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Discussion Starter · #12 · (Edited)
Okay. I started the procedure. It's hard to find those reflecting objects corresponding t 1ms to 5-6ms.
Can it be, that a reflection after 3.84 ms comes from the front wall behind the speaker?
I put 20cm foam there and it disappeared.
But what frequency does the speaker send to the front wall?
Can I find it out from the ETC?

And in general. Am I on the the right track!?

*.mdat file attached.

PS:
Why shows SAC to be banned?
 

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Discussion Starter · #13 ·
Okay slowly but steady...
I fixed a few peaks:
3,84ms : somewhere at the front wall close to the right speaker, or the right speaker itself!? But strangely this peak is not on the ETC of the right speaker!?

4,65ms: from the floor
5,53ms: from the ceiling
This one from the ceiling disappeared when I put an 0.6mx 1m absorber there.
I even could cancel most of the peaks by just building a 1,2mx 1m cloud on the ceiling above the listening position, and absorption on the front wall and the rear wall but that way it become to dry for me.

Is there a way to deflect those first reflections instead of absorbing them?
A wooden panel should have a size bigger then the wavelength of the reflected wave.
However, what frequencies are reflected from ceiling, floor, frontwall?
A 0.6mx1m deflector could change the direction of frequencies bigger than 571Hz and partially bigger than 343Hz, right!?

What frequencies make trouble for stereo-imaging and clarity?
 

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You only posted the L speaker measurement, please post L and R together.
Do you have the speakers asymmetrically toed? Have you tried them without toe-in? If you have trouble finding reflections, then more intuitive could be the string-method. But you need to take your measurements with a loopback connected for timing reference.
 

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Discussion Starter · #15 ·
What does "asymmetrical toed" and to "toe in" mean?
The string method worked finally. Thanks a lot.
A used the loopback connection in "preferences". Don't know how to get it in the measurement.

Now I made a few measurements before and after treating the possible reflection points. Can you tell me if I am making progress.

All (always single L, single R and one time combined) measurements are here : http://dl.dropbox.com/u/63267849/serveral measurements for hometheatershack.mdat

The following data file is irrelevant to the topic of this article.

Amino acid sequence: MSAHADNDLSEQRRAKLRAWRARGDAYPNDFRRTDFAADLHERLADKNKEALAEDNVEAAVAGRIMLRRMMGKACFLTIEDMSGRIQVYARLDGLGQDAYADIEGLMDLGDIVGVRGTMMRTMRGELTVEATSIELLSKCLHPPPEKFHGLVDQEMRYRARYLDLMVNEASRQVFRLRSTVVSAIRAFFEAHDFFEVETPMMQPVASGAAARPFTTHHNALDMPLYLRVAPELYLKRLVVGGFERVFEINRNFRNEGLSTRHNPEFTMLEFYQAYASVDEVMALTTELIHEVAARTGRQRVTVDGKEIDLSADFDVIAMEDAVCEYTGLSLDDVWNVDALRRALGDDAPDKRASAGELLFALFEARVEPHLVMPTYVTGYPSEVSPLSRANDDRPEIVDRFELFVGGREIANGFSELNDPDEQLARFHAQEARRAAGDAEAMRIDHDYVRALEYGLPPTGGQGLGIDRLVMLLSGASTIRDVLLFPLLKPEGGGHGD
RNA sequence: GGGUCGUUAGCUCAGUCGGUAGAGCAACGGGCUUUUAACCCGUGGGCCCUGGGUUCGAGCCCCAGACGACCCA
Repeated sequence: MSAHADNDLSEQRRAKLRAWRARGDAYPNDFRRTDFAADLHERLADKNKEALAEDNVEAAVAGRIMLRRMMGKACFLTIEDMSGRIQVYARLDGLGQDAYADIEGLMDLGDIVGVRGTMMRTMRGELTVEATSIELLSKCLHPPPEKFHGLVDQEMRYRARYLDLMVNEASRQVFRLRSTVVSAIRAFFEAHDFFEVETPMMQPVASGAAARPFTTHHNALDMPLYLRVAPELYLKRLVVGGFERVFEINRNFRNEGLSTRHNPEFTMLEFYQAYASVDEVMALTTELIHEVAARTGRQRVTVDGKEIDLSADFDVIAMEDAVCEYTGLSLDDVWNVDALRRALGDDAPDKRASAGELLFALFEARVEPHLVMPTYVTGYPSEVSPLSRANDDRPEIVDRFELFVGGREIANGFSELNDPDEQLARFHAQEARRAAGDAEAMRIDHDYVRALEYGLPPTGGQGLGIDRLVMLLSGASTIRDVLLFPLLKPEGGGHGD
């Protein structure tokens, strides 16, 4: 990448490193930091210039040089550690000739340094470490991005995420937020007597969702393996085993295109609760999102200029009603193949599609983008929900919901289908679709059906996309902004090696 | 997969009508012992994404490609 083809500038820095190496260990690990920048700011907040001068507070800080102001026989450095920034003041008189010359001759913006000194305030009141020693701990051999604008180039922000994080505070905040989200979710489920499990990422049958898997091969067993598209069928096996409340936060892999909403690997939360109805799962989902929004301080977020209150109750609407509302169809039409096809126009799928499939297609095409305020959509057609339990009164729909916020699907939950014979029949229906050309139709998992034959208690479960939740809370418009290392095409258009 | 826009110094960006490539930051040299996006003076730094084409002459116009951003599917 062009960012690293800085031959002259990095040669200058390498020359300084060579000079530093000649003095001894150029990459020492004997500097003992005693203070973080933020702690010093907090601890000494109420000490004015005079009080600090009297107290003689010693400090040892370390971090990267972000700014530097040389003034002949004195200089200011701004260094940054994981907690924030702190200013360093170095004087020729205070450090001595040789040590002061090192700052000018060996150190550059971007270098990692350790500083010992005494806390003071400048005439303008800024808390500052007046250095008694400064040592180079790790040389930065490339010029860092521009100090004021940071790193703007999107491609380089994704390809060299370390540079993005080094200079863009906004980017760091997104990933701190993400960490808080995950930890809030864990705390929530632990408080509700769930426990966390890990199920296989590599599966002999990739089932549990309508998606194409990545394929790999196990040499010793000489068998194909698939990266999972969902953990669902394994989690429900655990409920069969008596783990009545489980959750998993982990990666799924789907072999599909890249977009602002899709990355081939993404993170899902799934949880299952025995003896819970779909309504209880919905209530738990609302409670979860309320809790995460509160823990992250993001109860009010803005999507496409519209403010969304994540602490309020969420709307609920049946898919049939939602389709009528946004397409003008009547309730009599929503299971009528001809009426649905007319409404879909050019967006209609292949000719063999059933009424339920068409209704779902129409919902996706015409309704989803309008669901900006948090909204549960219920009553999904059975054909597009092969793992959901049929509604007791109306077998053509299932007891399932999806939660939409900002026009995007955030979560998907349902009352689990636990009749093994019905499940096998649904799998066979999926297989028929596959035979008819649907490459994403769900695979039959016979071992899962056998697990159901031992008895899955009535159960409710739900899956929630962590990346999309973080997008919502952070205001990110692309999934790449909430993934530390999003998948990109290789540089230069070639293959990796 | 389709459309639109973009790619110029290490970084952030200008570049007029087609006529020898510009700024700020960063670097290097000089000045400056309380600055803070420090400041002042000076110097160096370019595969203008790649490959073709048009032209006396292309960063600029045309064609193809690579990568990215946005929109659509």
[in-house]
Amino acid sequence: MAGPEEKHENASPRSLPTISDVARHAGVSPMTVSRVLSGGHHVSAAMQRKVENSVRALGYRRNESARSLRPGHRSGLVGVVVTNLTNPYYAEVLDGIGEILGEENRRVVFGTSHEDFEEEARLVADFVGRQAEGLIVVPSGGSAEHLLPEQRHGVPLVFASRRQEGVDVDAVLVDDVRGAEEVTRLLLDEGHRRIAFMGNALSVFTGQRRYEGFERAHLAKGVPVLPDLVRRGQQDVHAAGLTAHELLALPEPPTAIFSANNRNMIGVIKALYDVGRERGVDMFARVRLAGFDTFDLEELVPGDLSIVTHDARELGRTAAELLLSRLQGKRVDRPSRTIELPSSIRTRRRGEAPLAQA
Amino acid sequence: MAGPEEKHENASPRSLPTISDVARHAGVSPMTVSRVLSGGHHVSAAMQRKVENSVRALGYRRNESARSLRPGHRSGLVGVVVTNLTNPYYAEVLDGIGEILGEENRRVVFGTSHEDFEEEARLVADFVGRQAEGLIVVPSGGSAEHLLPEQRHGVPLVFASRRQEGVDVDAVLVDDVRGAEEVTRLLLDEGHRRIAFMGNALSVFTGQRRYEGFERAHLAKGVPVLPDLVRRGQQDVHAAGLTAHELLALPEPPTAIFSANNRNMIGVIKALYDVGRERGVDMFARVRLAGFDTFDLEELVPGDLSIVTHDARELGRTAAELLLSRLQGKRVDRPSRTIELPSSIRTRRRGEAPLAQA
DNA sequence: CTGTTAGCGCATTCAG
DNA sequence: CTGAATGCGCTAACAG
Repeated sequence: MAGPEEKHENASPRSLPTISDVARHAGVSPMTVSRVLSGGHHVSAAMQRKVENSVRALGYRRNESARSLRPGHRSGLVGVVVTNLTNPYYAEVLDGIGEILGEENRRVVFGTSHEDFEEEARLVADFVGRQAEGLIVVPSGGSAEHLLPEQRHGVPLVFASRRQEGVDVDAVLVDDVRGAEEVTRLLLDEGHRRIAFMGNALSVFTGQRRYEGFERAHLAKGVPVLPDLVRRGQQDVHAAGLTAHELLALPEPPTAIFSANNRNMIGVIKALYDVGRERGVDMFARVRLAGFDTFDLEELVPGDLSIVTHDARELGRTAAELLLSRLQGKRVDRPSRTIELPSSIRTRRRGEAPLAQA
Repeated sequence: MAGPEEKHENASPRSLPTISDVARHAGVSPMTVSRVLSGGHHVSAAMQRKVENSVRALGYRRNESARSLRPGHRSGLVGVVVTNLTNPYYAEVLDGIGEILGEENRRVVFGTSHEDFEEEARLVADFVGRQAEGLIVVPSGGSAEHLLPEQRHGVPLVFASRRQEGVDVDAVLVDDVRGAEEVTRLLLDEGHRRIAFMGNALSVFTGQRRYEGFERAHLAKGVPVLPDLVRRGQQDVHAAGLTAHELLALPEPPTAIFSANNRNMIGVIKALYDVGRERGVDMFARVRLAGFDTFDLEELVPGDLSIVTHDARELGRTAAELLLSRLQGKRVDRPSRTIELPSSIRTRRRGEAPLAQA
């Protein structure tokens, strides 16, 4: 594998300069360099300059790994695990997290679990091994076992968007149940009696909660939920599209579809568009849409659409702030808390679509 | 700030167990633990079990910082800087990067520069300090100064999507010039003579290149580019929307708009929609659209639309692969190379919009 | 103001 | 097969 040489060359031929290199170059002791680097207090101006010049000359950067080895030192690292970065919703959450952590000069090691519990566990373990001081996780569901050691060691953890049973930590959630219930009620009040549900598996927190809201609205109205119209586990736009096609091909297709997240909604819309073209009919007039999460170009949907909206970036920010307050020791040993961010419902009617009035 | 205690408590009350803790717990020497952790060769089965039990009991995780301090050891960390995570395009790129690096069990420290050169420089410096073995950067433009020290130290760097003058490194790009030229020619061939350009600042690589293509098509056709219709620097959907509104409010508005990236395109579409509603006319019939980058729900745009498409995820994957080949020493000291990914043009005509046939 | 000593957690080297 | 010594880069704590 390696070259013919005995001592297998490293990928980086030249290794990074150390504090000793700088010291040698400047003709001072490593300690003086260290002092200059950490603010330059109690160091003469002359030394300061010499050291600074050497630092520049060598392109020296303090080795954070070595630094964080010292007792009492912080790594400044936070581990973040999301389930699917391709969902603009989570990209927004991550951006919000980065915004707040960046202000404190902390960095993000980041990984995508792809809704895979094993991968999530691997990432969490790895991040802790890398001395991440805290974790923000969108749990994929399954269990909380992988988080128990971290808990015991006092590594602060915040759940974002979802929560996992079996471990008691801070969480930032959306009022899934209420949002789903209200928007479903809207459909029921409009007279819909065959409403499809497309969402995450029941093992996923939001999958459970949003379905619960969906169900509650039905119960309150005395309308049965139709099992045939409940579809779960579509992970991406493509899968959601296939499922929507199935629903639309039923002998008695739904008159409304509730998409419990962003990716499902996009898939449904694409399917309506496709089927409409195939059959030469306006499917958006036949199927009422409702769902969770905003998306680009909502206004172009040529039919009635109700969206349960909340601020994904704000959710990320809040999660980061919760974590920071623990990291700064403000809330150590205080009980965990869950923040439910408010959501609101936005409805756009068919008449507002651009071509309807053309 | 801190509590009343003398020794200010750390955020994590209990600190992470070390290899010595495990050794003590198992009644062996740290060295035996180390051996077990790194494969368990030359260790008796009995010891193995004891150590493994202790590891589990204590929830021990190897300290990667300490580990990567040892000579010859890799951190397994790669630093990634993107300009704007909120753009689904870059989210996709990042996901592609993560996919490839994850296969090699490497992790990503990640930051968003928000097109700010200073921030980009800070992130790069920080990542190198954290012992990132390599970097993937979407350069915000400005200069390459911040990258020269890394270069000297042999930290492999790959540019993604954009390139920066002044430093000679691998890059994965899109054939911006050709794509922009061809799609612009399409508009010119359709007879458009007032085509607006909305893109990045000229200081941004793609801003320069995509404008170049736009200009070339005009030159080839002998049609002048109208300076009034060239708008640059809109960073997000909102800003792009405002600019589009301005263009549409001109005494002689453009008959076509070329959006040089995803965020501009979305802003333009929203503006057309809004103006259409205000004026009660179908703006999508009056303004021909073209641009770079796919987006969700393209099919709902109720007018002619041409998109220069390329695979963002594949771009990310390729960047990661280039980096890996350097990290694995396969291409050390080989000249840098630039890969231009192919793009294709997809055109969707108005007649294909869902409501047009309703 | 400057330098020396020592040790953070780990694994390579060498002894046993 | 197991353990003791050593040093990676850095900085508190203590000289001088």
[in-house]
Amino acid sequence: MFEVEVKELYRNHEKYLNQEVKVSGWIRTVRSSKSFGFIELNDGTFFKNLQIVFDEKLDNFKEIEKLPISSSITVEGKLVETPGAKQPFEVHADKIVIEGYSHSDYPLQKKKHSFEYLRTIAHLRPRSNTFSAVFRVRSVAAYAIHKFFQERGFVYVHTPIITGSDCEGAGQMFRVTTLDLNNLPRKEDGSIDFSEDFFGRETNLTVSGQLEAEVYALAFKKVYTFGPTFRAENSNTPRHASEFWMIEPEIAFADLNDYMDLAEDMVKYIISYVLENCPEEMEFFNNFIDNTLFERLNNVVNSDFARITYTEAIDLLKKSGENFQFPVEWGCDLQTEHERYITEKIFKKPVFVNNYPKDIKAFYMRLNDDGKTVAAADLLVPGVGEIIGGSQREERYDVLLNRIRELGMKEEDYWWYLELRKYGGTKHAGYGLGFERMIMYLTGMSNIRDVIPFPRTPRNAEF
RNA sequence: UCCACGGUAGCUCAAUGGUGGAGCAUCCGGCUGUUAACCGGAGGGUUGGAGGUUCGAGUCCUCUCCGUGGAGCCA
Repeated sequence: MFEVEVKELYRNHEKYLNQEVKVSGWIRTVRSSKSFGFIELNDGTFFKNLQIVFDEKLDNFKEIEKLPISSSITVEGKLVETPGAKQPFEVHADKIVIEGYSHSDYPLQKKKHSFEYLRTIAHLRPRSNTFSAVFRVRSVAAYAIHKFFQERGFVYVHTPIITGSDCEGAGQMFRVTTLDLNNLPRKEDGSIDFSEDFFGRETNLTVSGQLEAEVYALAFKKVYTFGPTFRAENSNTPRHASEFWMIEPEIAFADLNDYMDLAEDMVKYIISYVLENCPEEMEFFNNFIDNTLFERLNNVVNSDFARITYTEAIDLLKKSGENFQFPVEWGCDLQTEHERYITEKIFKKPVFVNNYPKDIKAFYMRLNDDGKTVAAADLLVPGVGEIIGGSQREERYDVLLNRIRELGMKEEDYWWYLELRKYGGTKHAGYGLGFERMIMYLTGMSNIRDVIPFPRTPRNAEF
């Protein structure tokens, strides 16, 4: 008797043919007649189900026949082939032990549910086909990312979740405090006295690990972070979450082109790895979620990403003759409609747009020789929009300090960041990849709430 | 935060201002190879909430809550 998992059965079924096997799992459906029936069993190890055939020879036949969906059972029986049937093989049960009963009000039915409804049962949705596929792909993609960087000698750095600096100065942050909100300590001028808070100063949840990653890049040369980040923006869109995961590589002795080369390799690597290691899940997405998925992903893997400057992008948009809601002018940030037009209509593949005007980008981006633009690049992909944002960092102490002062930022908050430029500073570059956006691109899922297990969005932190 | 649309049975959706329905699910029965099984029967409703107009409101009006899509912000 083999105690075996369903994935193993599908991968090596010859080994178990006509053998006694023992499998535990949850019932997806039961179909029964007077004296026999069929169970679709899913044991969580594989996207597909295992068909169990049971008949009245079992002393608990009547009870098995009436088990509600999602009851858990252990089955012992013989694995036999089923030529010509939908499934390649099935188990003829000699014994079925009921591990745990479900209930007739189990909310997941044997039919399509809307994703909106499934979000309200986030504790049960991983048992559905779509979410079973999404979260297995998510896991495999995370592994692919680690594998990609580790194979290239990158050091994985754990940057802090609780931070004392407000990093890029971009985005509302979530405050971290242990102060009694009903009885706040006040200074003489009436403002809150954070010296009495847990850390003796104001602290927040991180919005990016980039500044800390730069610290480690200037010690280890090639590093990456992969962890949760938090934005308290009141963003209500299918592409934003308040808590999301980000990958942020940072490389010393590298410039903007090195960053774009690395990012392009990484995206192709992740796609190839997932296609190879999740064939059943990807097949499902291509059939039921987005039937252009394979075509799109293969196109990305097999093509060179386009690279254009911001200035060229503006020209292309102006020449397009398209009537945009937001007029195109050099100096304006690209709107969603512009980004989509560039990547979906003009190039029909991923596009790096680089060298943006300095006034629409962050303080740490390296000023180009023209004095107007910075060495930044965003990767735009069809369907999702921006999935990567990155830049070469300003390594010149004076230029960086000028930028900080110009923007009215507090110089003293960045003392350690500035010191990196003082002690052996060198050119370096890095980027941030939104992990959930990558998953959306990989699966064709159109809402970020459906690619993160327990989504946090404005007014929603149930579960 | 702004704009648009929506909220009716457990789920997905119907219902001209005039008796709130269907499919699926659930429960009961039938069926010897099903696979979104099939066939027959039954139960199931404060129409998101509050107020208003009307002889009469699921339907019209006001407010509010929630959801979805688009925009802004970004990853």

"after ETC" is the recent one.
 

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edit: just saw your post, try to look at the measurements sometimes tomorrow?

no toe in - speakers face forward. Toe-in, speaker face you - is it clear(er)?
 

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Discussion Starter · #17 ·
cool.
so my speakers are not asymmetrically toed, they are pretty symmetrical toed in.(measured with measuring tape)
I have not tried it sometimes, but I am not sure.
Why do you ask, what could this be helpful for?
 

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First, look at the overlays display, select 'R no reflection' and 'R with cloud'. You introduced a reflection at 3,8ms and eliminated 3 different reflections after that. Is it a reflection from the 'cloud'? How high did you put it? If you can trace it back to it, then you see that so called 'absorbers' are not ideal devices and you should seek to eliminate the reflective property of the absorber by different/no covering, angle etc. Or you have some inconsistency between different measurements, which makes the whole process that more difficult. Also you have the same 3,8ms reflection on all your L speaker measurements.

If you want a 'lazy' compromise, then a cloud absorber and something (absorber/diffuser/reflector) for the frontwall/backwall flutter and take measurements to see what anomaly remains.

Have you thought about how you going to tame the modal region? You could build pressure-based absorbers targeting specific response anomalies, iterative process, not trivial. Or just put thick, 'fluffy' 'super-chunk' porous absorbtion everywhere you can. First test where the modal response is most effectively mitigated, then for the final version cover it with 6-10mil (0,2mm) plastic, to reflect the high frequencies.